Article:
How to Cite Spoken Word in Essays
Citing spoken dialog in an essay can be confusing if you don't know the rules. Punctuation and indentation differ depending on the length of the passage you're quoting and the type of text it comes from. To get your formatting right every time, impress your teachers and get your papers finished faster, review quotation style conventions before you start working on your paper's first draft. The more essays you write, the more second nature the rules will feel to you.
Consider your source material. Ask yourself whether you're quoting dialog from a play or a different kind of text. The type of publication will affect the format of your citation.
Look at the length of your quotation. Parts of plays and narratives take on a long citation style if they exceed four typed lines. Quotations shorter than this maximum generally use the short format.
Use double and single quotation marks for short excerpts from all texts other than plays. You have to follow a separate set of rules for dramatic dialog. Use a double quotation mark to open the quotation and a single quotation mark whenever a character speaks. For example:
"Mark looked for a long time at Lisa. 'I don't know,' he said softly." For a quotation where the character starts speaking right away: " 'I don't know,' said Mark softly."
Include the name of the author and the page number at the end of the quotation, placing punctuation after it.
" 'I don't know,' said Mark softly" (Jones 389).
Use double quotation marks only for non-dramatic dialog that takes the long quotation format. Indent the entire block of quoted text one inch from the margin.
Don't use any quotation marks to introduce the excerpt; just use double quotation marks to signal that a character is speaking. Use the same parenthetical reference format, but place punctuation immediately after the quotation ends instead of after the closing bracket. For example:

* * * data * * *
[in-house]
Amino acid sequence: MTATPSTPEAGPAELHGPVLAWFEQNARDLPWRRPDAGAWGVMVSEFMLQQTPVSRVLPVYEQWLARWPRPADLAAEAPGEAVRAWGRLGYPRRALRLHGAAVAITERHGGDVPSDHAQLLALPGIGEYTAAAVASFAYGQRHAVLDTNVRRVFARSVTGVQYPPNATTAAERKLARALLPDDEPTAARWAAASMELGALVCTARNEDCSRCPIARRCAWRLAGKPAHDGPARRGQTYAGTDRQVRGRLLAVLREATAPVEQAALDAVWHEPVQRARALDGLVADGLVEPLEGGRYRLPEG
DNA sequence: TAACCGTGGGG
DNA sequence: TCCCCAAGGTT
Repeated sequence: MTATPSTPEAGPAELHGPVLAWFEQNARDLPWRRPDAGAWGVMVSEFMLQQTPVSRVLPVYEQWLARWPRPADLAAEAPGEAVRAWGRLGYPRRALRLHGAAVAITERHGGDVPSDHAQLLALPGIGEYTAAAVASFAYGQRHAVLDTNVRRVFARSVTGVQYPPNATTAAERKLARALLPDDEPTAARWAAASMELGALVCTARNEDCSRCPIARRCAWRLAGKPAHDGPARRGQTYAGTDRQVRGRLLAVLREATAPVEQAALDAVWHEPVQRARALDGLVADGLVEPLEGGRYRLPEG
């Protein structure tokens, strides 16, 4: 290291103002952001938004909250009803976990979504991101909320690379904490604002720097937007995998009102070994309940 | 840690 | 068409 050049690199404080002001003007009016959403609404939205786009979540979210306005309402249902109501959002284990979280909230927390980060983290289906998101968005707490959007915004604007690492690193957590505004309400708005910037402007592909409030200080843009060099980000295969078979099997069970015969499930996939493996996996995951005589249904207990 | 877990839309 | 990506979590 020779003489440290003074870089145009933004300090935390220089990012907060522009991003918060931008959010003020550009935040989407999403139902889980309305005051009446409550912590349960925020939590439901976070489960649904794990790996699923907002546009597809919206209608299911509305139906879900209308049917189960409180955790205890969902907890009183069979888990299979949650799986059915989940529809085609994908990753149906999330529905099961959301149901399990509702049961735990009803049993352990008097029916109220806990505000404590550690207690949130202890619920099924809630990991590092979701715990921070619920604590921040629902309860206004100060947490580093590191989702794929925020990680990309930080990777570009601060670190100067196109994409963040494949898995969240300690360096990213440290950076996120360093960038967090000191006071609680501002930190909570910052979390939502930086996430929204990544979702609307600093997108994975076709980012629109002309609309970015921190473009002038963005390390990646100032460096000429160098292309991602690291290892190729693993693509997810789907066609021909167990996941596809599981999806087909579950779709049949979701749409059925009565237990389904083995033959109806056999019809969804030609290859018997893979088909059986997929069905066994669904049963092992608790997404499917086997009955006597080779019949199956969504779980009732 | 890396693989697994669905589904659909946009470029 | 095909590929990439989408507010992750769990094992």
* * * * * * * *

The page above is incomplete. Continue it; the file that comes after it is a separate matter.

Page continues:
...and I don't know what to do," he said. (Jones 487)
Use the short quotation format for dramatic dialog if the passage is shorter than the maximum stated above and only one speaker is cited. The University of Toronto gives one example from Shakespeare's King Lear:
Lear notes that "When the mind's free / The body's delicate" (Shakespeare 3.4.11-12).
Indicate the act and scene in your parenthetical citation, along with the lines quoted. The example above is a passage from act 3, scene 4, lines 11 to 12. The / punctuation indicates a line break in the original text.
Use the long quotation format for both longer dramatic passages and those with more than one speaker, regardless of their length. Block indent the excerpt one inch from the margin. Include speakers' names in capital letters, followed by a period. Each time a new character begins talking, start a new line and indent the spoken text one inch from the end of the new speaker's name. Do not use quotation marks. Use the same style of parenthetical citation as you use for short dramatic quotations, but place the punctuation at the end of quoted passage instead of after the closing bracket.
You don't need to include the author's name in every parenthetical citation. Only include it the first time you cite and after quoting a second, different source.
- You don't need to include the author's name in every parenthetical citation. Only include it the first time you cite and after quoting a second, different source.
A professional writer since 2006, Colleen Reinhart has held positions in technical writing and marketing. She also writes lifestyle, health and business articles. She holds a Bachelor of Arts and Business degree from the University of Waterloo, and a Master's degree in speech-language pathology from the University of Toronto.